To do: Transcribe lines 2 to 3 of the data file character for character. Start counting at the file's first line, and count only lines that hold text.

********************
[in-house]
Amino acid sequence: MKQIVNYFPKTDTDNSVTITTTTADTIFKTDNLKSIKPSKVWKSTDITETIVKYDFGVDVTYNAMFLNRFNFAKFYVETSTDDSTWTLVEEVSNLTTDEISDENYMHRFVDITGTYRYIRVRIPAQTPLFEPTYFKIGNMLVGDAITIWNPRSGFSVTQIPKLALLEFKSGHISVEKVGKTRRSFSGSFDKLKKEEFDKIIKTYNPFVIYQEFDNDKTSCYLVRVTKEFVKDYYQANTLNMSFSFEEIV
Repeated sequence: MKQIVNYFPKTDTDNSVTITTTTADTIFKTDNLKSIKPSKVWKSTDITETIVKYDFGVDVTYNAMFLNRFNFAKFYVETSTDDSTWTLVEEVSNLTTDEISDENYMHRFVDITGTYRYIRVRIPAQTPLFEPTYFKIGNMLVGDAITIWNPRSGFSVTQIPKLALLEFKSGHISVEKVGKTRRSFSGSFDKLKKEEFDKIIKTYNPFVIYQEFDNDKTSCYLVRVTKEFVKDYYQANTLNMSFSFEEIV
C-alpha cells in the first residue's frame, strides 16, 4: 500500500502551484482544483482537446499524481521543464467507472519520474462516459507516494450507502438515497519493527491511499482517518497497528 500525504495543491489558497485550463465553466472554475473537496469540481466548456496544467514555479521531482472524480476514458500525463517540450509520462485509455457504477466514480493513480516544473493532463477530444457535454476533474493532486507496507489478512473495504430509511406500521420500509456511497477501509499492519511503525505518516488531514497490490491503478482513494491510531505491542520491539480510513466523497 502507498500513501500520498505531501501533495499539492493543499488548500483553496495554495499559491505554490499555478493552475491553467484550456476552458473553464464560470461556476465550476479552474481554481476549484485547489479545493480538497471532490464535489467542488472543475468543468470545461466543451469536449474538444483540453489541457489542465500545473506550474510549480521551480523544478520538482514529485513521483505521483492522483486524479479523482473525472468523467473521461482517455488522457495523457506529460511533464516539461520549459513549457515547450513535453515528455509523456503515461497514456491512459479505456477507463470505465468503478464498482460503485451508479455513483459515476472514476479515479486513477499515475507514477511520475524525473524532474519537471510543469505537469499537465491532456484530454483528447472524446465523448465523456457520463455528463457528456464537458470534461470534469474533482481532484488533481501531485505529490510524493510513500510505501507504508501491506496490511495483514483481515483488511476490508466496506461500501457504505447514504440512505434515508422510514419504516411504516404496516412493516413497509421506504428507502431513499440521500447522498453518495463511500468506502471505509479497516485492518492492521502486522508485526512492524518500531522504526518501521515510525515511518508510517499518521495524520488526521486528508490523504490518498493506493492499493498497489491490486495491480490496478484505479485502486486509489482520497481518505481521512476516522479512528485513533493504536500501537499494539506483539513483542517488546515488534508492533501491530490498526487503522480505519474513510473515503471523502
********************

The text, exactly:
Amino acid sequence: MKQIVNYFPKTDTDNSVTITTTTADTIFKTDNLKSIKPSKVWKSTDITETIVKYDFGVDVTYNAMFLNRFNFAKFYVETSTDDSTWTLVEEVSNLTTDEISDENYMHRFVDITGTYRYIRVRIPAQTPLFEPTYFKIGNMLVGDAITIWNPRSGFSVTQIPKLALLEFKSGHISVEKVGKTRRSFSGSFDKLKKEEFDKIIKTYNPFVIYQEFDNDKTSCYLVRVTKEFVKDYYQANTLNMSFSFEEIV
Repeated sequence: MKQIVNYFPKTDTDNSVTITTTTADTIFKTDNLKSIKPSKVWKSTDITETIVKYDFGVDVTYNAMFLNRFNFAKFYVETSTDDSTWTLVEEVSNLTTDEISDENYMHRFVDITGTYRYIRVRIPAQTPLFEPTYFKIGNMLVGDAITIWNPRSGFSVTQIPKLALLEFKSGHISVEKVGKTRRSFSGSFDKLKKEEFDKIIKTYNPFVIYQEFDNDKTSCYLVRVTKEFVKDYYQANTLNMSFSFEEIV